Some releases are old, but left available for legacy reasons. If you try to setup an old/unsupported release, you will get a message advising you to move to a newer (supported) release. You can check if a given release is supported with:
$ b2help-releases your_release_version
Releases come in four kinds:
A full release, name of the form
A light release, name of the form
A monthly build, name of the form
A prerelease, name of the form
Monthly builds are made from the development version of the code, they are a CI tool. Pre-releases are for testing and validation before a full release.
Neither monthly builds nor prereleases are supported for use in analysis. They are not recommended for anything other than software validation. They can disappear without warning.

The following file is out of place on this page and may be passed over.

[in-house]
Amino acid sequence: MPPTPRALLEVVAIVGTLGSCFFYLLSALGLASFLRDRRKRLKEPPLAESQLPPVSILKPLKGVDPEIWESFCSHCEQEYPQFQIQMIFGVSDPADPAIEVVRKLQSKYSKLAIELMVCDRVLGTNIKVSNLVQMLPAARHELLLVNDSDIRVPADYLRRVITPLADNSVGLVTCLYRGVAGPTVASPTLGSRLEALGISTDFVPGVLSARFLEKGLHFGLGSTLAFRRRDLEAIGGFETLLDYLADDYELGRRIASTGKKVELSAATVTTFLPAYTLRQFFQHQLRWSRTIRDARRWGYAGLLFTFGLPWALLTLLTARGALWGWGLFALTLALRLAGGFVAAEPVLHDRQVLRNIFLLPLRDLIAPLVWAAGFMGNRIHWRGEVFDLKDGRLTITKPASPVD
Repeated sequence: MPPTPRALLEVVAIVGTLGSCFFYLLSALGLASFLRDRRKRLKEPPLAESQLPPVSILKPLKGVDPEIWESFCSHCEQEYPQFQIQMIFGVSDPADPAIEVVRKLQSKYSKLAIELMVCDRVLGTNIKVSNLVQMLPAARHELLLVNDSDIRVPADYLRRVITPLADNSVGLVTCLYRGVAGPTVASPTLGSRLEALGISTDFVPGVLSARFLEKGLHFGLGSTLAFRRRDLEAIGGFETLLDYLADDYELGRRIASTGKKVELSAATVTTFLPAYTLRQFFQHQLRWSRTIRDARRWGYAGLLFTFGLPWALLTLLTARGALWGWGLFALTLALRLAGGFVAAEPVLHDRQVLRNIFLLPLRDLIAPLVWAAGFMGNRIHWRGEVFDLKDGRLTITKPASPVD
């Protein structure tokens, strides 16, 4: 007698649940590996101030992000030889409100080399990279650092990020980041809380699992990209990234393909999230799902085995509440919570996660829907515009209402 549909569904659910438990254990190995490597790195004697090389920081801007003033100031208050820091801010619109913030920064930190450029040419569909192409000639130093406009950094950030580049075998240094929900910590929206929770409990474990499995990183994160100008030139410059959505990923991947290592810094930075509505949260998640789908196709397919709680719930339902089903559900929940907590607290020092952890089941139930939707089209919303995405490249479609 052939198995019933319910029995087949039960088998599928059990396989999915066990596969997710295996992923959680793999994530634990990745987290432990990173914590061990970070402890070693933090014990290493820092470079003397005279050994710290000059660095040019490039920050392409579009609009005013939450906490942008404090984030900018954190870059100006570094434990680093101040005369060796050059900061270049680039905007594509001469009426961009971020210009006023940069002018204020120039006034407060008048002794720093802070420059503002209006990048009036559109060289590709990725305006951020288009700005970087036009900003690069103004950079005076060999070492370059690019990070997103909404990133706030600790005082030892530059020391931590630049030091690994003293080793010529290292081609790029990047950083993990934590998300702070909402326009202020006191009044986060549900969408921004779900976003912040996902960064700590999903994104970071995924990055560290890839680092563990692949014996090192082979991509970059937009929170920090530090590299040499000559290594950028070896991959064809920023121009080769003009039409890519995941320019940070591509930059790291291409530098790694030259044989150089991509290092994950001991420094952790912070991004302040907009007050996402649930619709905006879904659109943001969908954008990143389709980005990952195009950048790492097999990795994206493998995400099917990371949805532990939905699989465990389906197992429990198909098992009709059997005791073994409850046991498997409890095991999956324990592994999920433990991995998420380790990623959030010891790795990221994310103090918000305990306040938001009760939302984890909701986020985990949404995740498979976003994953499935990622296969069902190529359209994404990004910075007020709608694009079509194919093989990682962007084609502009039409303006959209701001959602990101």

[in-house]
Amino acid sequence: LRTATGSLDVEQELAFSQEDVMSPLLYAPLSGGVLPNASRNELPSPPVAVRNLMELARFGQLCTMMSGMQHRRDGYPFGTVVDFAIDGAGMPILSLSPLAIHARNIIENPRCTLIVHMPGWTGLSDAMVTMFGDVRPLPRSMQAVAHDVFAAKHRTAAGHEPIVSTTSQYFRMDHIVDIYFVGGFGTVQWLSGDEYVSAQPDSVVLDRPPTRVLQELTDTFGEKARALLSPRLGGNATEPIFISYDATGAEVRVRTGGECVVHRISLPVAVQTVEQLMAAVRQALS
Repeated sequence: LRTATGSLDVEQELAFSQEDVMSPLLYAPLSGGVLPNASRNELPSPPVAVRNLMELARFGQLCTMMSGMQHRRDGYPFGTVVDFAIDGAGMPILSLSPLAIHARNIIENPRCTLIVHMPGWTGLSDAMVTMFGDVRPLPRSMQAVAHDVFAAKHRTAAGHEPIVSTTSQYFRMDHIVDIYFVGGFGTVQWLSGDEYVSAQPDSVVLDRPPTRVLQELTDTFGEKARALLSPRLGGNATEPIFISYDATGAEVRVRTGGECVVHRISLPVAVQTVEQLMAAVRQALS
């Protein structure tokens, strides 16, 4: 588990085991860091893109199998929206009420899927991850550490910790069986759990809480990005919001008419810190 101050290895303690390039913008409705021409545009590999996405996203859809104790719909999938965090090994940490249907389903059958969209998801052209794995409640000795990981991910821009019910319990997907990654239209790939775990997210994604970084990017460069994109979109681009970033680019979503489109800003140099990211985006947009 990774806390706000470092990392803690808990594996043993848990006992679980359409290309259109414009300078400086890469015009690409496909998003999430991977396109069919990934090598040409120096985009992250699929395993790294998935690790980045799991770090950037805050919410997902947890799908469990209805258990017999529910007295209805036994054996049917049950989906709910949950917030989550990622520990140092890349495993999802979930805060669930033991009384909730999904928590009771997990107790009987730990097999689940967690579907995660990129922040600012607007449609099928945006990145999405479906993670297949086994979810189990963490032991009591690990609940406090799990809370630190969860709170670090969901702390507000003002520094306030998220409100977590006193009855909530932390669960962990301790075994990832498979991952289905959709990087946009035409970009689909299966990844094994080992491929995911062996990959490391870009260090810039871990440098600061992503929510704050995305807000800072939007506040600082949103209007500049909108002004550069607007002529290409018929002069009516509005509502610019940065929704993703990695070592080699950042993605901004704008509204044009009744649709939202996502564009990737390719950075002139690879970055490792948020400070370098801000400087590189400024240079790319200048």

A full release (
release-AA-BB-CC) is a complete version of
basf2 that has undergone extensive testing and valiation.
Real data production and Monte Carlo simulation campaigns are always based on a full release.
With a full release you are able to perform the full reconstruction chain, including analysis.
The numbering of releases follows semantic versioning,
AA is the major release number,
BB the minor, and
CC the patch.
A major version of the software may contain non-backward-compatible changes to the user interface.
If you do not know what release you need to use, then the newest supported full release should be your default choice.
b2help-releases with no arguments, shows this.
We support the most recent patch to the last two major releases.
A light release (
light-YYMM-CODENAME) is a release made from only the
They are suitable for doing high-level analysis tasks which do not require the generation or reconstruction of data. If you are running over some MC or data that already exists (e.g. was produced by the data production group) and want access to newer features, you should consider using a light release.